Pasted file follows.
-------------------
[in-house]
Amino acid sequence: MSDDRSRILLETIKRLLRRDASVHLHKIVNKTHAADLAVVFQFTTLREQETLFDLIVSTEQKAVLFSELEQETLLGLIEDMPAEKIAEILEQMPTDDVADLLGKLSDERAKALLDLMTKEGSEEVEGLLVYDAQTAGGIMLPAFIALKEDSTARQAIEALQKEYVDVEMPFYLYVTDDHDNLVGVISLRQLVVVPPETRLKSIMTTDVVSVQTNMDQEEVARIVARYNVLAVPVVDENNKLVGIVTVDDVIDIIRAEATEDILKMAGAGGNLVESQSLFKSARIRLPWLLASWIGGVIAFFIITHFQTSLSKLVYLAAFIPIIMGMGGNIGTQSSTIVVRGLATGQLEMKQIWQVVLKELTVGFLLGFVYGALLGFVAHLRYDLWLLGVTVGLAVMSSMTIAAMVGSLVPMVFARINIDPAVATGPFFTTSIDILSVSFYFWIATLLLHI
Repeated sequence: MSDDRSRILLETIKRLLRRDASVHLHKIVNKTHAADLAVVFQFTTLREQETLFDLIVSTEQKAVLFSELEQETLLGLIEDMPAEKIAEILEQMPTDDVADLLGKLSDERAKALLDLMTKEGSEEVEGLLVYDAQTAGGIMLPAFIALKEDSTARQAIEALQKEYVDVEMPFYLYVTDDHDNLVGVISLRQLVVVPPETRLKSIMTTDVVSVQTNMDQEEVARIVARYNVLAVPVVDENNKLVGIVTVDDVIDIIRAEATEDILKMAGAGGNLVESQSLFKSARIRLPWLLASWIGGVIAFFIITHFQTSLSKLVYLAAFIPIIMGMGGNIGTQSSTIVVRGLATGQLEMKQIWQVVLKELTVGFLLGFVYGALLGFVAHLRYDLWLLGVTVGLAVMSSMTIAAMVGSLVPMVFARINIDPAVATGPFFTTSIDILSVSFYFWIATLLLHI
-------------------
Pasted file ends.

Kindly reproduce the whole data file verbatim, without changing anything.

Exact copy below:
[in-house]
Amino acid sequence: MSDDRSRILLETIKRLLRRDASVHLHKIVNKTHAADLAVVFQFTTLREQETLFDLIVSTEQKAVLFSELEQETLLGLIEDMPAEKIAEILEQMPTDDVADLLGKLSDERAKALLDLMTKEGSEEVEGLLVYDAQTAGGIMLPAFIALKEDSTARQAIEALQKEYVDVEMPFYLYVTDDHDNLVGVISLRQLVVVPPETRLKSIMTTDVVSVQTNMDQEEVARIVARYNVLAVPVVDENNKLVGIVTVDDVIDIIRAEATEDILKMAGAGGNLVESQSLFKSARIRLPWLLASWIGGVIAFFIITHFQTSLSKLVYLAAFIPIIMGMGGNIGTQSSTIVVRGLATGQLEMKQIWQVVLKELTVGFLLGFVYGALLGFVAHLRYDLWLLGVTVGLAVMSSMTIAAMVGSLVPMVFARINIDPAVATGPFFTTSIDILSVSFYFWIATLLLHI
Repeated sequence: MSDDRSRILLETIKRLLRRDASVHLHKIVNKTHAADLAVVFQFTTLREQETLFDLIVSTEQKAVLFSELEQETLLGLIEDMPAEKIAEILEQMPTDDVADLLGKLSDERAKALLDLMTKEGSEEVEGLLVYDAQTAGGIMLPAFIALKEDSTARQAIEALQKEYVDVEMPFYLYVTDDHDNLVGVISLRQLVVVPPETRLKSIMTTDVVSVQTNMDQEEVARIVARYNVLAVPVVDENNKLVGIVTVDDVIDIIRAEATEDILKMAGAGGNLVESQSLFKSARIRLPWLLASWIGGVIAFFIITHFQTSLSKLVYLAAFIPIIMGMGGNIGTQSSTIVVRGLATGQLEMKQIWQVVLKELTVGFLLGFVYGALLGFVAHLRYDLWLLGVTVGLAVMSSMTIAAMVGSLVPMVFARINIDPAVATGPFFTTSIDILSVSFYFWIATLLLHI